Is there such a thing as too much data? Modern businesses are finding themselves sitting on top of a treasure trove of business intelligence, from web analytics to internal figures and customer logs. There are several different ways to exploit this data for different outcomes.
As we wrote last week, the three main types of analytics tools available to businesses today are web/app analytics, enterprise business intelligence and digital analytics, and AI Assisted Customer Analytics. With web analytics, businesses can evaluate the success of their websites, computed in page views, clicks, unique visitor numbers and purchase amounts. They can also gauge their best sources of traffic based on referral sources, and verify which pages are the most effective at keeping customers engaged, with bounce page data. All this information provides great insight into how a business is faring online and allows businesses to tweak their websites/apps in order to draw and retain more customers by improving customer experience.
Enterprise business intelligence operates similarly to web analytics. It helps businesses make smart decisions based on the data available to them, but the focus this time is internal. There is an abundant amount of metrics that describe how a company operates (sales forecasts, revenue/cost data, inventory levels, project progress logs, HR data, and much more). All this data, processed through the right analytics system, can help business leaders quickly identify where the inefficiencies lie. A judicious use of enterprise business intelligence will allow business leaders to ensure they run a tight ship.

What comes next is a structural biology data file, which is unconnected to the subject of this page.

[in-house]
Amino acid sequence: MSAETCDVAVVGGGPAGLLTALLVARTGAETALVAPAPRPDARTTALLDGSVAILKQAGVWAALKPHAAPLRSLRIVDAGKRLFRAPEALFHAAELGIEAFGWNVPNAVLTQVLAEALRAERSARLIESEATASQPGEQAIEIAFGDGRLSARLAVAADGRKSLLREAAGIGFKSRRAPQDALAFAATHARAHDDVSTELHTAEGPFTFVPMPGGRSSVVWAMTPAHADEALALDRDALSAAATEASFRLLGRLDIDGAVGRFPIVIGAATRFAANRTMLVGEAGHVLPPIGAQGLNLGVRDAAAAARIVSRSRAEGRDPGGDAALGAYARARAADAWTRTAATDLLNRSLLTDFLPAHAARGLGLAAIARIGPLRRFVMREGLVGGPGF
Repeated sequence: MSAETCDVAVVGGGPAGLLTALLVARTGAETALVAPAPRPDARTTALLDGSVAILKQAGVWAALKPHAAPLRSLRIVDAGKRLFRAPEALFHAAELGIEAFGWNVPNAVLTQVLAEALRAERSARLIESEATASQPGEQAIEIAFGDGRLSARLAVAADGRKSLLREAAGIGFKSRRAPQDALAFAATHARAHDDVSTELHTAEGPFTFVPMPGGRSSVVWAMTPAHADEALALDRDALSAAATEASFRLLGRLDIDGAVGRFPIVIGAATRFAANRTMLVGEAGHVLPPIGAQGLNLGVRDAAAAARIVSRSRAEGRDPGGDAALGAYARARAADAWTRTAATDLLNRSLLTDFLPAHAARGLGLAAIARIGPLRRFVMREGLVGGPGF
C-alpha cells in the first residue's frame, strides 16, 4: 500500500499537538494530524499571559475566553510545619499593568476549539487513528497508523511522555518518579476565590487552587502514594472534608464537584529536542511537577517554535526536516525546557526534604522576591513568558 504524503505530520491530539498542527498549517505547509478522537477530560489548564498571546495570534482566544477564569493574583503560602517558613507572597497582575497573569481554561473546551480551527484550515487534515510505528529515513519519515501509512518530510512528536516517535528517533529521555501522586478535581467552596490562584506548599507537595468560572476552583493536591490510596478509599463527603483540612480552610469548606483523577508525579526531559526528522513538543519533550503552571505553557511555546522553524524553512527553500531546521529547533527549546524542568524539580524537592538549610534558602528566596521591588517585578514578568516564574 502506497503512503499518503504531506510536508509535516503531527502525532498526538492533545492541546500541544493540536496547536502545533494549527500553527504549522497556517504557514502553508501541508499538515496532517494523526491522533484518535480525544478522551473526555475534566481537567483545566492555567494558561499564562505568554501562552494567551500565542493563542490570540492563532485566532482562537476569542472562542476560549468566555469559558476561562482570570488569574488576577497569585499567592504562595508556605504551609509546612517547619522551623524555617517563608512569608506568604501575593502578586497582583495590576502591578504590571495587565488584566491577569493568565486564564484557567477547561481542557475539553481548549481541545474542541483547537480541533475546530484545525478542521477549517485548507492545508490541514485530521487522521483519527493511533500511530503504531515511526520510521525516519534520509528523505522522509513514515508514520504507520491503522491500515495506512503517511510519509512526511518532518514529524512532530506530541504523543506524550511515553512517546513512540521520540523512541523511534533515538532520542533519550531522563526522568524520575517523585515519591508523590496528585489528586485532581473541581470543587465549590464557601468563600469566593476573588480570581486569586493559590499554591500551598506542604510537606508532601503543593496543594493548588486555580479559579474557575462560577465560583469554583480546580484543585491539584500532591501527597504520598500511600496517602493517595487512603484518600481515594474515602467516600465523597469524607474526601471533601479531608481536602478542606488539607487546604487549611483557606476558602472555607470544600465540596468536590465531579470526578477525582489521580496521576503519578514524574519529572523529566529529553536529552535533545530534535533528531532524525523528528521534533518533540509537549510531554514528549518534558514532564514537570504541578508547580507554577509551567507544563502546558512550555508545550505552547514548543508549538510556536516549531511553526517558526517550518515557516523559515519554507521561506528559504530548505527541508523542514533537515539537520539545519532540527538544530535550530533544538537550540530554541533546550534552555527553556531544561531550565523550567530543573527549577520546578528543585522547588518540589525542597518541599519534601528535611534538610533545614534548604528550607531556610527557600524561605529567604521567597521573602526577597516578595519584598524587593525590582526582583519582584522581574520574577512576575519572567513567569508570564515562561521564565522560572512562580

But both web analytics and enterprise business intelligence are static. That is, they allow the business to exploit the data only after the fact – that is, once the customer has made their purchase online and internal business decisions have been made. In an era where data is an instantaneous, fluid source of essential business information, such a lag is not only inefficient and costly, but also fully preventable.
That’s where dynamic analytics comes in. It analyzes a customer’s behavior and responds by creating a bespoke user experience as-it-happens, thus ensuring an optimal sales outcome each and every time. The data trail left behind by each single customer interaction is also fed back into the program, making the dynamic modeling even sharper the next time around.
Founder and CEO of Syntasa